world's biggest tape recorder!
That was in January, 1967, and by April, Ned came with the 610 form for my
Novice test, and we got the show on the road. In June, he put up my dipole and
set up my first transmitter. What a delight to see the station take form; what
a thrill to turn the switch on; how horrifying to see the black smoke pour out
of the transmitter!
Ned didn't give up easily, so, in a couple of days, he was back with another
transmitter; and this time WN0RRA made her first contact and uttered the
immortal words, "Would you believe this is my first contact?" When he came
back, the guy said, "Yes, I would." Oh, well.
About this time, the idea born in Ned's mind of providing handicapped people
with the tools to become hams had begun to take form as the Handiham System. As
Ned collected donated gear, he often brought things to me to try out. In six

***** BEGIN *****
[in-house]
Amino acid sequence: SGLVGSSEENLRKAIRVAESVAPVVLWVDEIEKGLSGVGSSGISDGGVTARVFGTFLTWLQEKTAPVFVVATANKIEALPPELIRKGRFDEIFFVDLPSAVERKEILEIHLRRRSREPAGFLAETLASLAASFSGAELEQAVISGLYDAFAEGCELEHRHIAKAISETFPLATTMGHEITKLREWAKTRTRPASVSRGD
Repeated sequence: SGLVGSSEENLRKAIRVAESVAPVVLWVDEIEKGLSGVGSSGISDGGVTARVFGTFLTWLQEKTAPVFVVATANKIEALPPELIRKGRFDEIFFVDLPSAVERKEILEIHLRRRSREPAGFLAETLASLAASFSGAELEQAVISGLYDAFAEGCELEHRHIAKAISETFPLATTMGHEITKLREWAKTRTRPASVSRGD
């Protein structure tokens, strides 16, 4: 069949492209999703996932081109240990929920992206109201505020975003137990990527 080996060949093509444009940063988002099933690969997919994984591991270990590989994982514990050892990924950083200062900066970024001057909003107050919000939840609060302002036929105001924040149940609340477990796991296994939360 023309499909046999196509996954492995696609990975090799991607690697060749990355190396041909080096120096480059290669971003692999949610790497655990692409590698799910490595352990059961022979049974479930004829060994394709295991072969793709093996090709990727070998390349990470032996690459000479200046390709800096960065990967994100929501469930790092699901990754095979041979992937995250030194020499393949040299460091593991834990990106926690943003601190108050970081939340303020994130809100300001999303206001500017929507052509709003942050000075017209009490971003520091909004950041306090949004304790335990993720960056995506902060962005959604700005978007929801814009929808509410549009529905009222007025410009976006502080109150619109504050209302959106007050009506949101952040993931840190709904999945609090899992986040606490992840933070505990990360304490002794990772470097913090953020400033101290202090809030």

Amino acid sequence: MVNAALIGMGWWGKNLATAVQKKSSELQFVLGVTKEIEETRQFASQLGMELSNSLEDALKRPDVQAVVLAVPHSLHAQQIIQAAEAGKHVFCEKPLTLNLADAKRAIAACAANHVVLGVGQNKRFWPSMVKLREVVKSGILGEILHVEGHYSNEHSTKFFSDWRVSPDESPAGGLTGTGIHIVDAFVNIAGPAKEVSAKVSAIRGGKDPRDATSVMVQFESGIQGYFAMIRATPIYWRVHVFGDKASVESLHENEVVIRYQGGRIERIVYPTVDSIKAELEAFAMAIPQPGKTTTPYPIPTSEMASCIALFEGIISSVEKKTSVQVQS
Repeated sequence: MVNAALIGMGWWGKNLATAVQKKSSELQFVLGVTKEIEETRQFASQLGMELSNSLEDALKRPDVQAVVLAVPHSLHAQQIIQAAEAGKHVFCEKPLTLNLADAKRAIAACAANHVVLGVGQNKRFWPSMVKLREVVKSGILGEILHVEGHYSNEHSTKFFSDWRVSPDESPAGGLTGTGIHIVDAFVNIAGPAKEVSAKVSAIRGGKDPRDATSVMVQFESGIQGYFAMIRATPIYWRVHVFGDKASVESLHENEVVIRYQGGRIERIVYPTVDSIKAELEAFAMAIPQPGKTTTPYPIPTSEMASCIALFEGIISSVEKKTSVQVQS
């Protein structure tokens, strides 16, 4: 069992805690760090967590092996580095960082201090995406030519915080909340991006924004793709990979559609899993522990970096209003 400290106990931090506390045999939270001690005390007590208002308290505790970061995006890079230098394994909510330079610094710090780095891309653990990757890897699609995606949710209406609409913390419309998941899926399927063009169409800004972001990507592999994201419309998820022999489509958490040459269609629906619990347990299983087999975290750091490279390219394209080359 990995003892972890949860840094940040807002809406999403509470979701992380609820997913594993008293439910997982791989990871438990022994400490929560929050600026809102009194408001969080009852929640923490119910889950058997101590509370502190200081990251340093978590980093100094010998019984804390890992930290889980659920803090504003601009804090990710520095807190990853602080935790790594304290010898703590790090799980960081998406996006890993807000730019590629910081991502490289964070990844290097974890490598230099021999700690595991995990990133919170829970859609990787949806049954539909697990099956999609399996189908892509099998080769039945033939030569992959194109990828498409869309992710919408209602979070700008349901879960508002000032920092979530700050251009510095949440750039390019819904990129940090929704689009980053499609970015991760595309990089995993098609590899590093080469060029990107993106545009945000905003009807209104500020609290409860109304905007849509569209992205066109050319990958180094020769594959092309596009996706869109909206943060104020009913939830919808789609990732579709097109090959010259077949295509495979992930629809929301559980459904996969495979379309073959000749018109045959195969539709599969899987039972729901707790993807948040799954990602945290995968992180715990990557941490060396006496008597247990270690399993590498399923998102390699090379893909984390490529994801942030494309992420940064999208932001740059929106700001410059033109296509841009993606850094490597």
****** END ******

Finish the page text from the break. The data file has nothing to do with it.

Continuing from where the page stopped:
months as a Novice, I used nine transmitters! I would have become a ham without
Ned's help, but it would have been much harder to do.
In 1968, my General license arrived, setting off six months of feverish SSB
activity. Fortunately, sanity returned, and I headed back to the CW bands! Good
friend Dex Henschel, then WA0DOT, now W0DH, Albert Lea, decided I needed the
Advanced. There was no peace on the subject until 1969, when he brought over
the test, and I did that bit. There was little glory in the Advanced, 'cuz by
then, Dex had his Extra-so in 1970, I did my best to prove the equality of the
Under "glories past," we find 16 months as a route manager of a slow speed
Novice net; a year as assistance SCM in charge of the CW nets, during which we
had four Novices inducted into the Brass Pounder's League (whew!); and a year